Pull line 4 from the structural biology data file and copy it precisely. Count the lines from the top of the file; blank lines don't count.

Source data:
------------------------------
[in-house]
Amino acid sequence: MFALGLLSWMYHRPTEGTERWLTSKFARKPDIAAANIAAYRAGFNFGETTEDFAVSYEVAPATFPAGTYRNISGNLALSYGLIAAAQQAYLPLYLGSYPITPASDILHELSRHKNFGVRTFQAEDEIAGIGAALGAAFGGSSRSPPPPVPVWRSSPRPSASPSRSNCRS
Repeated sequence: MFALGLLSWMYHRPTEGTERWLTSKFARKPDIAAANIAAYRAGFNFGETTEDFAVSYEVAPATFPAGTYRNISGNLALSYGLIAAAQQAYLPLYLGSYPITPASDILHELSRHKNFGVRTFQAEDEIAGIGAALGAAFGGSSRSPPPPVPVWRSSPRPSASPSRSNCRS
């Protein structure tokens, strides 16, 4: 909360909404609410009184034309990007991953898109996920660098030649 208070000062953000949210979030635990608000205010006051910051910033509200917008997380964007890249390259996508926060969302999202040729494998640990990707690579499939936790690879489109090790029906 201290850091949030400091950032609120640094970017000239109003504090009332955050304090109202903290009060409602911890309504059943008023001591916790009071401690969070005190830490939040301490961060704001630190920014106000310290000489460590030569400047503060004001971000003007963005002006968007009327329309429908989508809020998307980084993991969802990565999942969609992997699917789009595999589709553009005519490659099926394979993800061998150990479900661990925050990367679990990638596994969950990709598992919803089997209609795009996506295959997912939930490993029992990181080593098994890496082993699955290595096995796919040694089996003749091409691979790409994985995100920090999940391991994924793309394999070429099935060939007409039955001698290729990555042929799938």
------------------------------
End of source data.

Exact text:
């Protein structure tokens, strides 16, 4: 909360909404609410009184034309990007991953898109996920660098030649 208070000062953000949210979030635990608000205010006051910051910033509200917008997380964007890249390259996508926060969302999202040729494998640990990707690579499939936790690879489109090790029906 201290850091949030400091950032609120640094970017000239109003504090009332955050304090109202903290009060409602911890309504059943008023001591916790009071401690969070005190830490939040301490961060704001630190920014106000310290000489460590030569400047503060004001971000003007963005002006968007009327329309429908989508809020998307980084993991969802990565999942969609992997699917789009595999589709553009005519490659099926394979993800061998150990479900661990925050990367679990990638596994969950990709598992919803089997209609795009996506295959997912939930490993029992990181080593098994890496082993699955290595096995796919040694089996003749091409691979790409994985995100920090999940391991994924793309394999070429099935060939007409039955001698290729990555042929799938």